“Can we take a raincheck?” she said, suddenly to Annabelle.

“Are you ok?” said Annabelle, worried, taking off the hat, offering it to her worriedly.

“Keep the hat, it’s a gift.” Marion turned sharply and headed back down Church Row. This was not good, not good at all. She broke into a run and her camel coat flew open but she did not care. She ran all the way back to the house and grabbed her keys from the coat pocket. They must have dropped out when she ran. Damn! She did not know what to do. She had been busted. Lydia knew who she was – or thought she did.

At that moment, Simon emerged from the house next door. He was looking for his wife. He saw the glamorous blonde American in her PJs frantically searching for something on the ground. He saw her keys a little way by the lamppost and went over.

“Are these what you’re looking for?” he asked, trying to be all British and bonhomie even though he was late for the office and his wife was missing.

Marion swirled around and nearly bumped her head on Simon’s chest. “Jeez, you’re a tall glass of water, I didn’t know you people came in Tall.”

Simon was not sure of her grammar. It must be American syntax. But he guessed it was a compliment. He went a little pink-cheeked and Marion turned on her charm. This was the husband, she remembered seeing him through the French windows. He was lovely. Great energy. Slightly diffident, had no idea who he was, but nice. A nice man – definitely a good man – a kind man. “So we meet at last,” she said, holding out her hand, not caring that her pajamas were on full display beneath her coat and her ponytail had come free, her hair cascading over her shoulders.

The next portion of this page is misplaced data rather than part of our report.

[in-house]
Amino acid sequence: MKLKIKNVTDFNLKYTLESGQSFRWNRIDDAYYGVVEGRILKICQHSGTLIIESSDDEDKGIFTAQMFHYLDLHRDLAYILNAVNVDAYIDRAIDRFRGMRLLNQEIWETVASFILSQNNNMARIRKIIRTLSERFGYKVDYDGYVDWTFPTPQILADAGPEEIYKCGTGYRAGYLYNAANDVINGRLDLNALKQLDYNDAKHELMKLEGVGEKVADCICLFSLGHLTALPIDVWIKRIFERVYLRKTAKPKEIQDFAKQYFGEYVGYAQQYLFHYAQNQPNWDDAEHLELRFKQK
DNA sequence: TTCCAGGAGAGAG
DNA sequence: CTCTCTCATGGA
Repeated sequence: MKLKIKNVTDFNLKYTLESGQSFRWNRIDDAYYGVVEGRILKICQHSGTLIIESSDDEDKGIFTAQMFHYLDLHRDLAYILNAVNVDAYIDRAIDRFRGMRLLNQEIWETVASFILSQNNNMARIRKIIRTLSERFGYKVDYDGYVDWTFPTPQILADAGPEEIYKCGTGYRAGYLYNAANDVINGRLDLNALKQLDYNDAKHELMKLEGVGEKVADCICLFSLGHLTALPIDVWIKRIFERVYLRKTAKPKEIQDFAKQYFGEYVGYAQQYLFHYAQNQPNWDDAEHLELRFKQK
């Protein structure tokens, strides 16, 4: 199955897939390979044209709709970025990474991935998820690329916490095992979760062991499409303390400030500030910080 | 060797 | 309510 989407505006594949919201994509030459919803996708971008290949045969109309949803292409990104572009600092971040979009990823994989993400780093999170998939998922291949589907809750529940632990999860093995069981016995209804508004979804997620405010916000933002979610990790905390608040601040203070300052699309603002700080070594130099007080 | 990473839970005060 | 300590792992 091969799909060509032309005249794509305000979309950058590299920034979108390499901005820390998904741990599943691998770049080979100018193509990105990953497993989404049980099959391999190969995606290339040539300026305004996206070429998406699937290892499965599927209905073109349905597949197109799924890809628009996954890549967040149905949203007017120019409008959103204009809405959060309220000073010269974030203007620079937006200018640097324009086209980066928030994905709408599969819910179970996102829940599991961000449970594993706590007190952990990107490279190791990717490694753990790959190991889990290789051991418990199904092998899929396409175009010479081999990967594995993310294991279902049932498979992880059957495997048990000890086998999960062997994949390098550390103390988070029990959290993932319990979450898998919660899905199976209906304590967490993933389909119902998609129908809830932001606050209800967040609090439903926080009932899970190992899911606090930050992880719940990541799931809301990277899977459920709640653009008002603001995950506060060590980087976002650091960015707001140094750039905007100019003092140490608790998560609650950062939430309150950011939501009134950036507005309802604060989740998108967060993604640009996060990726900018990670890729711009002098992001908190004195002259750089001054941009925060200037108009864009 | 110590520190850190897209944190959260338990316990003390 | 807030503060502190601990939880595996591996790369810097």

Simon did a little bow and held up her keys, “Allow me?” he said, walking up to Marion’s doorway and putting the key in the lock. Marion was amused – he was like Cary Grant, for god’s sake. No wonder Annabelle married him. She walked into her house as he held the door open and then decided to be wicked. She put her hand on his chest and cocked her head into the hallway.

“The least I can do is offer you coffee,” she grinned. Simon was speechless. A gorgeous American who looked like Grace Kelly was inviting him into the house next door – which he had always been curious to see – and was offering him coffee. For a moment he felt bold and alive with a devil-may-care joie de vivre and a sense of excitement and deeply and wantonly free.

“Don’t mind if I do,” he said, sprightly, and followed her into the house.

Lydia and Annabelle were walking back down Church Row, nibbling croissants from out of waxed paper bags and talking intently. Lydia looked up from her delicate French pastry and said, “Isn’t that your husband going into Marion’s house?”

Annabelle dropped her croissant onto the pavement in shock.

see you later darlings!

we’ll check in from Palm Springs.

off to drive and sing loudly to mid-80s pop Tunes in the trusty silver steed Prius as we Drive East.

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9 thoughts on “Annabelle dropped her croissant onto the pavement in shock.

  1. Just Add Attitude says:

    We are not most kind. We love it (the novel that is). I hope you don’t think me rude that I only leave comments on the House on Church Row posts. I do read and enjoy your others (posts that is). Have a lovely time in Palm Springs.

    1. teamgloria says:

      Hello from The Road!

      Drove down the 60 and stopped for what the Americans offer in way of a jambon beurre at a service stop.

      Divine.

      And thank You. *humbleBow *